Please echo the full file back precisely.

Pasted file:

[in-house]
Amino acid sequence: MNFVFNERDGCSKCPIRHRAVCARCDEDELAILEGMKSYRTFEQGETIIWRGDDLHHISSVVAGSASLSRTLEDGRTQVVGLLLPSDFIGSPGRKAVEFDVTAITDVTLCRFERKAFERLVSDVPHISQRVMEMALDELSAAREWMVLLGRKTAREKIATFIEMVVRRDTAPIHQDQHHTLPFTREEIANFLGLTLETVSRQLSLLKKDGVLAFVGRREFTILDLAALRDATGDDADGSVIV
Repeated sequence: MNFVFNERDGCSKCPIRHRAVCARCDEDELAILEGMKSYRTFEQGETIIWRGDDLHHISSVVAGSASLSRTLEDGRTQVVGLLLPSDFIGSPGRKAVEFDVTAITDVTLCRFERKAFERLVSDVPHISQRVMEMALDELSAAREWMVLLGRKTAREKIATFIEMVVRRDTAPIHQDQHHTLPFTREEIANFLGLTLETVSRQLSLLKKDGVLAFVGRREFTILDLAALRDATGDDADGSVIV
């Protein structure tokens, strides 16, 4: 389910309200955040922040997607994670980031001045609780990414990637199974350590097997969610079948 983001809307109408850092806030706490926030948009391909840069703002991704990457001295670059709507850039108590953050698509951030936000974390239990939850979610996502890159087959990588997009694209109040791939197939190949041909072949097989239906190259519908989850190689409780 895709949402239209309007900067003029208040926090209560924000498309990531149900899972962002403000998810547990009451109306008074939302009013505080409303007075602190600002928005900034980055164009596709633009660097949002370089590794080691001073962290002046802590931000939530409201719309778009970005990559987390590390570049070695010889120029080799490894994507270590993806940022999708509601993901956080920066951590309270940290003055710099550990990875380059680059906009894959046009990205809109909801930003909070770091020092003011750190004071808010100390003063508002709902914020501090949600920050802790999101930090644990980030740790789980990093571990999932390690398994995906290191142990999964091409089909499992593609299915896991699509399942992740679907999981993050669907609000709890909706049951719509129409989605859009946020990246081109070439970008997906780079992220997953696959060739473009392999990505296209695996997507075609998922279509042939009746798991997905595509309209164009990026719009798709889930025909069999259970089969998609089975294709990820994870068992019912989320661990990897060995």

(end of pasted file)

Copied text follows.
[in-house]
Amino acid sequence: MNFVFNERDGCSKCPIRHRAVCARCDEDELAILEGMKSYRTFEQGETIIWRGDDLHHISSVVAGSASLSRTLEDGRTQVVGLLLPSDFIGSPGRKAVEFDVTAITDVTLCRFERKAFERLVSDVPHISQRVMEMALDELSAAREWMVLLGRKTAREKIATFIEMVVRRDTAPIHQDQHHTLPFTREEIANFLGLTLETVSRQLSLLKKDGVLAFVGRREFTILDLAALRDATGDDADGSVIV
Repeated sequence: MNFVFNERDGCSKCPIRHRAVCARCDEDELAILEGMKSYRTFEQGETIIWRGDDLHHISSVVAGSASLSRTLEDGRTQVVGLLLPSDFIGSPGRKAVEFDVTAITDVTLCRFERKAFERLVSDVPHISQRVMEMALDELSAAREWMVLLGRKTAREKIATFIEMVVRRDTAPIHQDQHHTLPFTREEIANFLGLTLETVSRQLSLLKKDGVLAFVGRREFTILDLAALRDATGDDADGSVIV
């Protein structure tokens, strides 16, 4: 389910309200955040922040997607994670980031001045609780990414990637199974350590097997969610079948 983001809307109408850092806030706490926030948009391909840069703002991704990457001295670059709507850039108590953050698509951030936000974390239990939850979610996502890159087959990588997009694209109040791939197939190949041909072949097989239906190259519908989850190689409780 895709949402239209309007900067003029208040926090209560924000498309990531149900899972962002403000998810547990009451109306008074939302009013505080409303007075602190600002928005900034980055164009596709633009660097949002370089590794080691001073962290002046802590931000939530409201719309778009970005990559987390590390570049070695010889120029080799490894994507270590993806940022999708509601993901956080920066951590309270940290003055710099550990990875380059680059906009894959046009990205809109909801930003909070770091020092003011750190004071808010100390003063508002709902914020501090949600920050802790999101930090644990980030740790789980990093571990999932390690398994995906290191142990999964091409089909499992593609299915896991699509399942992740679907999981993050669907609000709890909706049951719509129409989605859009946020990246081109070439970008997906780079992220997953696959060739473009392999990505296209695996997507075609998922279509042939009746798991997905595509309209164009990026719009798709889930025909069999259970089969998609089975294709990820994870068992019912989320661990990897060995």